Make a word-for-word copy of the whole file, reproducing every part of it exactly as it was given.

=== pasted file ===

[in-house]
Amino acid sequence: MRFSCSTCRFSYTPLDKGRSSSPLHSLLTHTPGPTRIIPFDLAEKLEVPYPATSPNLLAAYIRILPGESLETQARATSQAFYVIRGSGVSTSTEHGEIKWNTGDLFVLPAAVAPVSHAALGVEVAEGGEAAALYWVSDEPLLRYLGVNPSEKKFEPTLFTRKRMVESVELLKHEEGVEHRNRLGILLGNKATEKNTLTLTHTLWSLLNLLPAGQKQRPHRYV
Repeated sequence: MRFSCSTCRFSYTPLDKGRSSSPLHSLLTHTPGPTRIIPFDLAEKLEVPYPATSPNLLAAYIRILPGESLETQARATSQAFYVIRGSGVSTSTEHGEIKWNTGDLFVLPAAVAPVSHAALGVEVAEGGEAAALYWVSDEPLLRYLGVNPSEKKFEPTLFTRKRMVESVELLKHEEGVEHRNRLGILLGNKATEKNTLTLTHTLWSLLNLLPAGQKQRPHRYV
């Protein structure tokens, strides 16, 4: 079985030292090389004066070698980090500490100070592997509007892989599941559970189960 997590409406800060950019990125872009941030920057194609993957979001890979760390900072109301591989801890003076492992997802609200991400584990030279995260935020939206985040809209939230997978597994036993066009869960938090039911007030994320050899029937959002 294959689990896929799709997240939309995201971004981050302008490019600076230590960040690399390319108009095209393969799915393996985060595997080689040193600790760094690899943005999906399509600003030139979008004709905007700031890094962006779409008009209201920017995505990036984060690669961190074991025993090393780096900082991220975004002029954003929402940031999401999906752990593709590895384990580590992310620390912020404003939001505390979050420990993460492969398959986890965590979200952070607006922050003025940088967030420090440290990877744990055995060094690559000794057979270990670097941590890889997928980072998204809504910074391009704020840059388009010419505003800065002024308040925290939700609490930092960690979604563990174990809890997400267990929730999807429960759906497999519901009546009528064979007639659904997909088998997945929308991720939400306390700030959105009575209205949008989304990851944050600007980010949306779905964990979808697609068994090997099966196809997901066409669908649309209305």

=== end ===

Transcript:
[in-house]
Amino acid sequence: MRFSCSTCRFSYTPLDKGRSSSPLHSLLTHTPGPTRIIPFDLAEKLEVPYPATSPNLLAAYIRILPGESLETQARATSQAFYVIRGSGVSTSTEHGEIKWNTGDLFVLPAAVAPVSHAALGVEVAEGGEAAALYWVSDEPLLRYLGVNPSEKKFEPTLFTRKRMVESVELLKHEEGVEHRNRLGILLGNKATEKNTLTLTHTLWSLLNLLPAGQKQRPHRYV
Repeated sequence: MRFSCSTCRFSYTPLDKGRSSSPLHSLLTHTPGPTRIIPFDLAEKLEVPYPATSPNLLAAYIRILPGESLETQARATSQAFYVIRGSGVSTSTEHGEIKWNTGDLFVLPAAVAPVSHAALGVEVAEGGEAAALYWVSDEPLLRYLGVNPSEKKFEPTLFTRKRMVESVELLKHEEGVEHRNRLGILLGNKATEKNTLTLTHTLWSLLNLLPAGQKQRPHRYV
């Protein structure tokens, strides 16, 4: 079985030292090389004066070698980090500490100070592997509007892989599941559970189960 997590409406800060950019990125872009941030920057194609993957979001890979760390900072109301591989801890003076492992997802609200991400584990030279995260935020939206985040809209939230997978597994036993066009869960938090039911007030994320050899029937959002 294959689990896929799709997240939309995201971004981050302008490019600076230590960040690399390319108009095209393969799915393996985060595997080689040193600790760094690899943005999906399509600003030139979008004709905007700031890094962006779409008009209201920017995505990036984060690669961190074991025993090393780096900082991220975004002029954003929402940031999401999906752990593709590895384990580590992310620390912020404003939001505390979050420990993460492969398959986890965590979200952070607006922050003025940088967030420090440290990877744990055995060094690559000794057979270990670097941590890889997928980072998204809504910074391009704020840059388009010419505003800065002024308040925290939700609490930092960690979604563990174990809890997400267990929730999807429960759906497999519901009546009528064979007639659904997909088998997945929308991720939400306390700030959105009575209205949008989304990851944050600007980010949306779905964990979808697609068994090997099966196809997901066409669908649309209305």